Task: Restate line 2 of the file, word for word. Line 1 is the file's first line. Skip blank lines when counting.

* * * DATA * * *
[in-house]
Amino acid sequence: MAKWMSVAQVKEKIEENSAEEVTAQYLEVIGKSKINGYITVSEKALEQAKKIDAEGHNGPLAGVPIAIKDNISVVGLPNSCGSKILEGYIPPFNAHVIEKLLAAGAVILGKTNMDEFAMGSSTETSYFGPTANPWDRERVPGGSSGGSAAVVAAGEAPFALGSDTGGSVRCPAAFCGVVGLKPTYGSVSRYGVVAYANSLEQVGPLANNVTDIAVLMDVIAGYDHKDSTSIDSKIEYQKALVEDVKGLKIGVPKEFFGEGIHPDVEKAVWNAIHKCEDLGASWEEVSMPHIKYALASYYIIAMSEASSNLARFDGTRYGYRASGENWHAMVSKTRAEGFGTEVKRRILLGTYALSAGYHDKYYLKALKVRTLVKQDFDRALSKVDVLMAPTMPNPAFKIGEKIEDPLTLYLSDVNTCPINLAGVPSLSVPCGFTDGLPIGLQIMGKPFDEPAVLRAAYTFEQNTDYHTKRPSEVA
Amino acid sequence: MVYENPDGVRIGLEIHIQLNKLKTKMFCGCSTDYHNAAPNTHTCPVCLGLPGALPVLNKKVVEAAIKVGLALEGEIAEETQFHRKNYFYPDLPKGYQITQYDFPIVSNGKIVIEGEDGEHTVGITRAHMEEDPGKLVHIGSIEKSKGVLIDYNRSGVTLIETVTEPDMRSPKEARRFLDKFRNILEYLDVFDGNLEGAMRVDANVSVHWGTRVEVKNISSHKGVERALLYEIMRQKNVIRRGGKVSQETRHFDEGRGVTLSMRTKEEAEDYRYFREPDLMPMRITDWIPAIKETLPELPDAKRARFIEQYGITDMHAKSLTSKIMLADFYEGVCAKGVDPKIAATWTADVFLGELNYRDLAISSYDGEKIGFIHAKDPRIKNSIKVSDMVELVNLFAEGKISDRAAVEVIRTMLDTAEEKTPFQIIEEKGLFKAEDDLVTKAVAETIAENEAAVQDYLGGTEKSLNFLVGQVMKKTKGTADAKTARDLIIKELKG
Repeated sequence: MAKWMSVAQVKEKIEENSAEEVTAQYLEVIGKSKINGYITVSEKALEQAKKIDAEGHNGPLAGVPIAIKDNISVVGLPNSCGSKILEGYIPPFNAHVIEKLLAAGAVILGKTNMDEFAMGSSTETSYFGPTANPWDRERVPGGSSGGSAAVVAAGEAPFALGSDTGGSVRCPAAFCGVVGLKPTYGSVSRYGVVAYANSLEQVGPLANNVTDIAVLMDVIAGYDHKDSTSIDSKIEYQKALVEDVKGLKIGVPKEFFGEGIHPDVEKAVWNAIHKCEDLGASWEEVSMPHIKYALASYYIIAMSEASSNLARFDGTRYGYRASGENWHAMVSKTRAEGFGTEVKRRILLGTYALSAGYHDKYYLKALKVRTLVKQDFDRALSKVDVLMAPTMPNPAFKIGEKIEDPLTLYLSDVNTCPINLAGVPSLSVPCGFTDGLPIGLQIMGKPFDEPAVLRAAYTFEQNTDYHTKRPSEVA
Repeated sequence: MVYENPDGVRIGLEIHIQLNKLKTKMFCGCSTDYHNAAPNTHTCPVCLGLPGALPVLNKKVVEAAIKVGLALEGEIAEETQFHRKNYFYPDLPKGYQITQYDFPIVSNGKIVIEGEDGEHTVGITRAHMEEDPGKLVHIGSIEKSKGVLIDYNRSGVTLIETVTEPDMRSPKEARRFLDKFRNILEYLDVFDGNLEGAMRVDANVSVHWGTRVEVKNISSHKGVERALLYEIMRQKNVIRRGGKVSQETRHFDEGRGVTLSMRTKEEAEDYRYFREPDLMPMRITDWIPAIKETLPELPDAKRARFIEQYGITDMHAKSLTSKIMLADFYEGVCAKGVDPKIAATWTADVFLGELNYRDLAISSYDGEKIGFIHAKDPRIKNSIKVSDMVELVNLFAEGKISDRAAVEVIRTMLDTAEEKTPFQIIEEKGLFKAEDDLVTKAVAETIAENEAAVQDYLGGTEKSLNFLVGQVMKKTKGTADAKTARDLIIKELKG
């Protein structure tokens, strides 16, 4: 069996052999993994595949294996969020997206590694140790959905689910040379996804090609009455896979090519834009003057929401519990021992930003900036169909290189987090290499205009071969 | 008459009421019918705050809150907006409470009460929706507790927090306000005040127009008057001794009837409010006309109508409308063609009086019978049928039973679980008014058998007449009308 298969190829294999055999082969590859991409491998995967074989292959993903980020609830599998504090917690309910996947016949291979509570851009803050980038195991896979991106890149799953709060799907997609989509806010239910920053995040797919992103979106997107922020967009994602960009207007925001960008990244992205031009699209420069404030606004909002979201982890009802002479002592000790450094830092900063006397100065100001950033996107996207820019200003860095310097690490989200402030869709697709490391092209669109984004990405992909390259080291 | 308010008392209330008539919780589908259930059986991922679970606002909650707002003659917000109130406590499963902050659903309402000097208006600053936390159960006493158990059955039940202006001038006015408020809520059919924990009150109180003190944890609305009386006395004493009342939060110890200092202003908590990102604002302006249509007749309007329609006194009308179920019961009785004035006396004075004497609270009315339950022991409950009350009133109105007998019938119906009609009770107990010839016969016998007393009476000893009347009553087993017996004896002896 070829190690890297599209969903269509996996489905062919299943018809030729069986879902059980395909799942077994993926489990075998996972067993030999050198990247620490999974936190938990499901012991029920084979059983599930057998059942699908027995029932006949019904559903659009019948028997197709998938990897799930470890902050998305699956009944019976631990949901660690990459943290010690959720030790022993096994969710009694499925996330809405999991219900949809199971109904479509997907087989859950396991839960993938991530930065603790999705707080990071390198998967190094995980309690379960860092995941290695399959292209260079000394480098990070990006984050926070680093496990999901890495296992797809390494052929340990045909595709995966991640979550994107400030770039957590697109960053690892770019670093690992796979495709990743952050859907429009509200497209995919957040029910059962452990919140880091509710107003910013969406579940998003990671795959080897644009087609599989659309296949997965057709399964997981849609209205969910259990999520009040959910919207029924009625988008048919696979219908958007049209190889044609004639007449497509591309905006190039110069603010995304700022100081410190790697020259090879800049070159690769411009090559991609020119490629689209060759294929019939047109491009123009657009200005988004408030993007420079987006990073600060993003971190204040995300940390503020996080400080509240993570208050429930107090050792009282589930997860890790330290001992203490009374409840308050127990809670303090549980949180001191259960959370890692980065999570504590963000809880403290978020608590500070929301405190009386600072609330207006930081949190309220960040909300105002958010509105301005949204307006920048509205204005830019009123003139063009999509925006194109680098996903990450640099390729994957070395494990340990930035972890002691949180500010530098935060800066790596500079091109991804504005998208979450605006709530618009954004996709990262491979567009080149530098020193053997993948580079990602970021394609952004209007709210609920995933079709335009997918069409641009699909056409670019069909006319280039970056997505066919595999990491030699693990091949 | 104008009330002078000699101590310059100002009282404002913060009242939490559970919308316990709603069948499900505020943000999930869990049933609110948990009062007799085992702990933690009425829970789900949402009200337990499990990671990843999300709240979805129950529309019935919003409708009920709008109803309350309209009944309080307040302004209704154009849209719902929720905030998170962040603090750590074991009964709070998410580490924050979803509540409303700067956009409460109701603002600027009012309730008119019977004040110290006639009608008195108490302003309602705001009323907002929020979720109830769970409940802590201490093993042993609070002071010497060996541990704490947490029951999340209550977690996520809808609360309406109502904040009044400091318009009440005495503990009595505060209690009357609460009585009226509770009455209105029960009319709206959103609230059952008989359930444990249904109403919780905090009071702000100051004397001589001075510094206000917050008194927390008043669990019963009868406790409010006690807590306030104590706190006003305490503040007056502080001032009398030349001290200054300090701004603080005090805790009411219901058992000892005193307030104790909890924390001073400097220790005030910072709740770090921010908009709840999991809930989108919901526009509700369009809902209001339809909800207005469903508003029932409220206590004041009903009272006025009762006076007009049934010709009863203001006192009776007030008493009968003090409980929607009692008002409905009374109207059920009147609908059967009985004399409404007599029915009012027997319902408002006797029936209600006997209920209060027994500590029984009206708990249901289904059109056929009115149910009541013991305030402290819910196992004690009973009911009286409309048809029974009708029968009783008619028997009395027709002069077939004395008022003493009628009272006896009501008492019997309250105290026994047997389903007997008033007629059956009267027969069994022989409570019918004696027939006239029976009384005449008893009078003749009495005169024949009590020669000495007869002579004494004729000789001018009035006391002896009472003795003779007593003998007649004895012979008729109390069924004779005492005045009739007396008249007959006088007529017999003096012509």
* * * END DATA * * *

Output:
Amino acid sequence: MAKWMSVAQVKEKIEENSAEEVTAQYLEVIGKSKINGYITVSEKALEQAKKIDAEGHNGPLAGVPIAIKDNISVVGLPNSCGSKILEGYIPPFNAHVIEKLLAAGAVILGKTNMDEFAMGSSTETSYFGPTANPWDRERVPGGSSGGSAAVVAAGEAPFALGSDTGGSVRCPAAFCGVVGLKPTYGSVSRYGVVAYANSLEQVGPLANNVTDIAVLMDVIAGYDHKDSTSIDSKIEYQKALVEDVKGLKIGVPKEFFGEGIHPDVEKAVWNAIHKCEDLGASWEEVSMPHIKYALASYYIIAMSEASSNLARFDGTRYGYRASGENWHAMVSKTRAEGFGTEVKRRILLGTYALSAGYHDKYYLKALKVRTLVKQDFDRALSKVDVLMAPTMPNPAFKIGEKIEDPLTLYLSDVNTCPINLAGVPSLSVPCGFTDGLPIGLQIMGKPFDEPAVLRAAYTFEQNTDYHTKRPSEVA